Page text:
We know Saint Blaise best as the patron of ailments of the throat, whose intercession we invoke in times of illness. He seems to have been the son of wealthy parents and a physician who became the Bishop of Armenia. When the persecutions of the Emperor Diocletian broke out, Blaise fled to a cave where he lived with the animals. He healed the wounds of the animals and they flocked around him. Hunters discovered Blaise surrounded by these animals and took him to the governor Agricolas. Refusing to renounce his Christian faith, Blaise was beheaded around the year 316, after having had his flesh torn apart by metal wool combs.

Before his death, Blaise is said to have miraculously healed a boy who was choking on a fishbone, thereby saving his life. This event gave rise to his patronage of the sick, and especially of the throat. But about the candles used during his blessing?

As the hunters took Blaise to the governor they came upon a poor woman whose pig had been carried off by a wolf. Recognizing the Saint’s holiness, she begged him to restore the pig to her. Blaise commanded the wolf to give back the pig and it did. The pig was unharmed. In return for his kindness, the woman gave Blaise some food and some candles.

The episode of the healing of the boy was combined with that of the wolf to give us the blessing of Saint Blaise with the candles.

Why would this holy man of God allow himself to be torn apart by wool combs? Why would he willingly undergo such great pain when all he had to do to avoid the torture was renounce his faith?

Saint Blaise so modeled his life on the example of Jesus Christ as found in the Beatitudes that he knew the true source of happiness. He knew that blessedness is found in the Cross of Christ and so to him the Lord said:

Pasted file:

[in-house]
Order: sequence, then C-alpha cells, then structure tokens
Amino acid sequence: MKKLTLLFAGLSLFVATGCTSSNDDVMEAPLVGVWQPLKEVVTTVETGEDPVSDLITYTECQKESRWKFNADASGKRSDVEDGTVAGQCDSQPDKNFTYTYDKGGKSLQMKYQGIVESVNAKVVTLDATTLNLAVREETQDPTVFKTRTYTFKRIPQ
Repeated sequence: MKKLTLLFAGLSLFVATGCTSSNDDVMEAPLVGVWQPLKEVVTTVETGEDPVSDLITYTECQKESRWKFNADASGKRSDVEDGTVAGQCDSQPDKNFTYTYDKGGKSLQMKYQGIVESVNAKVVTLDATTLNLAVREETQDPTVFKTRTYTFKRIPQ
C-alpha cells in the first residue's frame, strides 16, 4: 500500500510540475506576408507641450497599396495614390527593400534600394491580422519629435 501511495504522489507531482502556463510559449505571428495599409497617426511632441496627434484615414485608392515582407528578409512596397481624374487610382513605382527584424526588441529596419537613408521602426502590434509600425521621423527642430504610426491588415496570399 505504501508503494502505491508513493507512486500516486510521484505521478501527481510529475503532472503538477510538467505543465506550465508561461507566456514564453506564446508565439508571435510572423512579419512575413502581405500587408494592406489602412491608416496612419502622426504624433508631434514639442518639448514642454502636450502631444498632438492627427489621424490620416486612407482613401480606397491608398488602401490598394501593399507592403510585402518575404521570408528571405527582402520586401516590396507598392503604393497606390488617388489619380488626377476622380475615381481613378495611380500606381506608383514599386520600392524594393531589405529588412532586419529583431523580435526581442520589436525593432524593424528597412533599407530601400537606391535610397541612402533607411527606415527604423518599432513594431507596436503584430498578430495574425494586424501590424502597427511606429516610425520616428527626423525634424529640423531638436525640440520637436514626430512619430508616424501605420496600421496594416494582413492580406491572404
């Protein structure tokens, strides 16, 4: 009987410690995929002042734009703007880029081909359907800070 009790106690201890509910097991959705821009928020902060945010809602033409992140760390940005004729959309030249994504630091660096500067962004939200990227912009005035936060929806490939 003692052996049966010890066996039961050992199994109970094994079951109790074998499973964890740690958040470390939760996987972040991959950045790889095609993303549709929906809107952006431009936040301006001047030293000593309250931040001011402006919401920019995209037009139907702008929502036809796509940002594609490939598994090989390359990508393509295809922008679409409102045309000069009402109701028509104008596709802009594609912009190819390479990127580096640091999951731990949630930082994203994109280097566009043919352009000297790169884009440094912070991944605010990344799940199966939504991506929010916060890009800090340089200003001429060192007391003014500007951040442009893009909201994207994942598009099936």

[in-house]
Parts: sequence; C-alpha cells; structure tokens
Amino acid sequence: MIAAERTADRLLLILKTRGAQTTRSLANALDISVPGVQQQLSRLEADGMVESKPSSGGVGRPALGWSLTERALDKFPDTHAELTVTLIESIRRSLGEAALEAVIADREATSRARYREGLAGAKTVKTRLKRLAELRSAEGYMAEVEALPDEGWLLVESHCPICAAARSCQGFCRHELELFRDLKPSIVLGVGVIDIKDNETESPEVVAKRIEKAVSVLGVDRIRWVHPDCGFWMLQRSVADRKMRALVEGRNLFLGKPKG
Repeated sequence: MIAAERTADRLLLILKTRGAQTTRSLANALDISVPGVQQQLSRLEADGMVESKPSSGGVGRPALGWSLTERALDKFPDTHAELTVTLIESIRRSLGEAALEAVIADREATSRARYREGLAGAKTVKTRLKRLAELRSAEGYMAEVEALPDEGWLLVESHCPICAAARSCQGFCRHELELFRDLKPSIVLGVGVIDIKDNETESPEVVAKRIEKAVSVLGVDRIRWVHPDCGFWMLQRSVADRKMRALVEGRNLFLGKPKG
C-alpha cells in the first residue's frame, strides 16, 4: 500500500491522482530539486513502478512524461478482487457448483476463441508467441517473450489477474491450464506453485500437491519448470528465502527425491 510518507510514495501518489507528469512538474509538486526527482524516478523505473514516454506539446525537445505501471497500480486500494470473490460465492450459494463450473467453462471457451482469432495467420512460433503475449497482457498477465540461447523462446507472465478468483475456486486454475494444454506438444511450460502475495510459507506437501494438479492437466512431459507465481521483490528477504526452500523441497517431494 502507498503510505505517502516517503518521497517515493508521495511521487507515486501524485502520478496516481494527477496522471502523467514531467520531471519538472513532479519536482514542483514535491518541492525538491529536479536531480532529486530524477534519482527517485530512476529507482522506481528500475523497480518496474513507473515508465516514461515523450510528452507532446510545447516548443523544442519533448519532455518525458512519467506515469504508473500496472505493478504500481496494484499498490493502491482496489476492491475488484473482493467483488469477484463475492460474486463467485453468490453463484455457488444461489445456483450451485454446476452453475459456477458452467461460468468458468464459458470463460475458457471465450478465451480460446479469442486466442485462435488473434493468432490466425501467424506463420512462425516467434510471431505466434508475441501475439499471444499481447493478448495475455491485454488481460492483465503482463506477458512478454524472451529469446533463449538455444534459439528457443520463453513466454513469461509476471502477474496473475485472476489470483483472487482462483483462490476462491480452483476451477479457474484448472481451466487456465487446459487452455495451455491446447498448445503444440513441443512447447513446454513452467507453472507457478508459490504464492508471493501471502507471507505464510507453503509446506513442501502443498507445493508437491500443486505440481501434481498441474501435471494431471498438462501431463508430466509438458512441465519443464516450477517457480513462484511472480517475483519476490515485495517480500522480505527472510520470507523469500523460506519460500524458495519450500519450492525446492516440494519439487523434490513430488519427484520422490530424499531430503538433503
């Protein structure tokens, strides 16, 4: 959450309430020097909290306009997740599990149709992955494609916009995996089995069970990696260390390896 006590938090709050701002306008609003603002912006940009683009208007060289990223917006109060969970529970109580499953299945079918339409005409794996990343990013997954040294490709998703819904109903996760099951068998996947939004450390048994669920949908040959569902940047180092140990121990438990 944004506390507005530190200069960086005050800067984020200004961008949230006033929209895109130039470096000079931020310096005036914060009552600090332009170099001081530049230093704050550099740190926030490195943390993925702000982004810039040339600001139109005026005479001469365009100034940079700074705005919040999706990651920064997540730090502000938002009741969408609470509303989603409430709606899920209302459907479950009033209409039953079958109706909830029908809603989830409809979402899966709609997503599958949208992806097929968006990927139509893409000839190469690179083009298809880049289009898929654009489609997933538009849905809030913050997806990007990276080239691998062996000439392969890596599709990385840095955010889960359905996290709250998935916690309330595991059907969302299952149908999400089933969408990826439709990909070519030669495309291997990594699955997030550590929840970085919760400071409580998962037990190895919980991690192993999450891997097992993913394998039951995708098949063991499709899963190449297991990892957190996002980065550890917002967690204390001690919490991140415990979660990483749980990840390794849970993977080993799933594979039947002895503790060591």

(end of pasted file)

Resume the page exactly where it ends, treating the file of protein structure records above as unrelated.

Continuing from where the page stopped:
Blessed are you when they insult you and persecute you and utter every kind of evil against you falsely because of me. Rejoice and be glad, for your reward will be great in heaven (Matthew 5:10).
Because Blaise took “refuge in the name of the Lord” in this life, he has now entered into one of the “many dwelling places” in the Father’s house (John 14:2). This martyr, who so powerfully united himself to Christ, stands before us a witness to hope, as one who lights the way to life with God, one of the many sign posts that God has given to us.

Saint Blaise approached the Lord with open hands. He clutched neither at this life nor at the things of this world. Coming to Christ Jesus with open hands, he gave himself to the Lord so that he might receive the Lord in return. In this way Saint Blaise invites us to come to the Lord with open hands, humbly prepared to receive him with loving and joyful hearts.

Yet to do so requires that we empty our hands, that we recognize our dependence on the Lord for our every breath. If we come to the Lord clingy to anything but him, we have no room for him. Let us, then, empty our hands and come before the Lord. Amen.

[1] Joseph Ratzinger / Pope Benedict XVI, Jesus of Nazareth: From the Baptism in the Jordan to the Transfiguration, Adrian J. Walker, trans., (New York: Doubleday, 2007), 74.
[2] Ibid., 74.
[3] Ibid., 76.